Seven Amazing Days in Israel

Old Nov 12th, 2022, 07:37 AM
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Seven Amazing Days in Israel

My family (husband, two grown daughters and son-in-law) took a long-planned trip to Israel in September. Israel was #1 on my husband Paul's bucket list and we were finally able to go after several thwarted attempts during Covid. We combined it with six days in Jordan and two in Istanbul for a total of about 16 days.

As a travel agent in my former life, I love planing trips. I basically knew nothing about Israel other than we had a week to see as much as possible. To save travel time, I originally planned to use Jerusalem as a base the entire week with possibly one night in Tel Aviv.

We're fiercely independent travelers, but knew we wanted a guide for this trip. I wrote to several I found through TripAdvisor and heard back from two or three. One of them was David Wexler of David's Land (https://www.davidsland.com/). I liked his website and after an initial conversation with him, we were sold. We made sure he knew that this was not a religious pilgrimage, rather a cultural, geo-political and historical trip. Of course, you can't learn about Israel without religion entering the conversation, but David understood what we wanted and delivered many times over.

He told us two important things; that a week barely scratches the surface and that you can't really see Israel if you don't leave Jerusalem. We accepted the first (our kids were all using vacation days) and he was spot on about the need to venture farther than Jerusalem.

After several phone conversations and emails in the months before the trip, we settled on the itinerary below:

Day 1- Fly from the US to TLV on Delta via CDG and go directly to our apartment in Jerusalem
Day 2 - The West Bank (Palestinian Territories)
Day 3 - The Old City of Jerusalem
Day 4 - Jerusalem: City of David, Mount of Olives, Machane Yehuda Market, Mea Shearim neighborhood and the Israel Museum
Day 5 - Leave Jerusalem for the Golan Heights and stop along the way at Masada and Qumran; night in Migdal on the Sea of Galilee
Day 6 - Galilee and the Golan Heights: Zippori, Magdala, Rosh Pina and a two-hour jeep tour on the Israel/Syria border given by a member of the Israeli Defense Rorces; night in Migdal
Day 7 - Old Akko, Haifa, Caesarea, TLV airport to fly to Amman

Just writing the itinerary makes me tired; it was pretty non-stop, but we wanted to see as much as we could in our short time there.

A word about our apartment in Jerusalem and the hotel in Migdal...

I found our apartment on Expedia and we couldn't have been happier with it. It was in Mamilla, a lovely upscale area of Jerusalem, and its balcony overlooked the Old City. If you google "My Jerusalem Walls", you'll find it. It's even better than the photos.

On the Sea of Galilee we stayed at the Gomeh by Isrotel Design Hotel (https://www.isrotel.com/isrotel-hote...MaAk46EALw_wcB). The photos online don't do it justice. It's absolutely beautiful, right on the shores of the Sea of Galilee, and I'd stay there again in a heartbeat.

I write a travel blog (www.twoboomersabroad.com) for fun - no revenue - and I'm slowly posting articles there, but I wanted to post here in case it might help others planning a similar trip. Here are a few photos of the apartment and the hotel.


Living room of the Jerusalem apartment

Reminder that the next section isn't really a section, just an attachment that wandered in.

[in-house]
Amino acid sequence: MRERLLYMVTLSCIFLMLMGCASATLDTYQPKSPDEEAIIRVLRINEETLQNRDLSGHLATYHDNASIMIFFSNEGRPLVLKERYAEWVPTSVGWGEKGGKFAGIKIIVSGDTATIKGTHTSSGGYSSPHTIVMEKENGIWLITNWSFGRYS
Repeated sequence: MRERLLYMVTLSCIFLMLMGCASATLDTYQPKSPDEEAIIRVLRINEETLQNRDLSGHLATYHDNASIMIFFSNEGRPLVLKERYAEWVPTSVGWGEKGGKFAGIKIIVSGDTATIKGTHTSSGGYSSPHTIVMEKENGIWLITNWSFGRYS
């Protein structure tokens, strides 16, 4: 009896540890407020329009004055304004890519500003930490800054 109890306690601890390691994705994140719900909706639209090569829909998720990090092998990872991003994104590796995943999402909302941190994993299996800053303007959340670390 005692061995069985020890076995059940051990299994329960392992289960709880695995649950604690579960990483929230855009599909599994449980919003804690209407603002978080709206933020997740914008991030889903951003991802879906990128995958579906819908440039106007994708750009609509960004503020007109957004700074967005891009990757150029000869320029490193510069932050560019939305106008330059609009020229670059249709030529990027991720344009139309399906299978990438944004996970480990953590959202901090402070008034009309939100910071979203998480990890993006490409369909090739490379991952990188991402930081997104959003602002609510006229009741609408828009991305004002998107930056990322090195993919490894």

View of the Old City walls from our apartment in Jerusalem.

Galilee hotel lobby.

View from our room in Galilee.

Next, Day 1, our day in the Palestinian Territories.
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Old Nov 12th, 2022, 10:08 AM
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We loved our trip to Jordan but have not been to Israel. Looking forward to more posts of your trip.
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Old Nov 13th, 2022, 06:41 AM
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We also loved Israel and Jordan. That apartment looks spectacular.
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Old Nov 24th, 2022, 02:34 PM
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Day 2 - The West Bank

David, our wonderful guide throughout our week in Israel, wasn't available on our first full day so he connected us with a colleague Morsi, who is an Arab-Israeli guide. As a Jew, David wouldn't have been able to take us to the West Bank anyway so the timing worked well.

Our first stop was in the Judean desert to gaze down upon and marvel at St. George's monastery which was carved into the side of the cliffs in the 5th century and still welcomes pilgrims and tourists. It's possible to hike there, but I think you'd have to be in pretty good shape!

From there we drove to Jericho where we spent most of our time at Hisham's Palace built in the 8th century. The palace is a huge complex and is undergoing major restoration, including on its 9,000 sq. ft. mosaic floor which is one of the largest in the world and contains about 5 million pieces of stone. It was beautifully restored and amazing to see.

We told David when we were planning the trip that we wanted to see Ramallah. It's so often in the news and I had a picture of it in my mind as a small desert outpost. I couldn't have been more wrong. It's actually the de facto capital of the State of Palestine with a population of over 150,000 in its metropolitan area. Palestinian government buildings are located in Ramallah and the former PLO Chairman Yasser Arafat is buried there. We ate a delicious lunch in a lovely restaurant and saw the city from our van as Morsi navigated the heavy traffic.

Our final stop was Bethlehem and the Church of the Nativity which sits on a hill overlooking the valley. The grotto where it's believed Jesus was born is the oldest continuously used site of worship in Christianity. The complex is actually very big, covering about 130,000 sq. ft. and is home to three monasteries; Roman Catholic, Greek Orthodox and Armenian Apostolic.

In addition to being surprised about Ramallah, I was surprised at how close parts of the West Bank are to Jerusalem. Bethlehem for example, is only about 6 miles from Jerusalem. That's actually not surprising, though, because Israel is a small country, about the size of New Jersey, so nothing is too far.

When we finally met David the next day, he told me that I'm the first client he's ever had who wanted to go to Ramallah!

I haven't gone into much detail in this post because I wrote an article for it on our blog: https://www.twoboomersabroad.com/pos...-the-west-bank.

Here are just a few pictures from the West Bank.

St. George's Monastery

Part of the mosaic floor of Hisham's Palace

This is the grotto where it is thought Jesus was born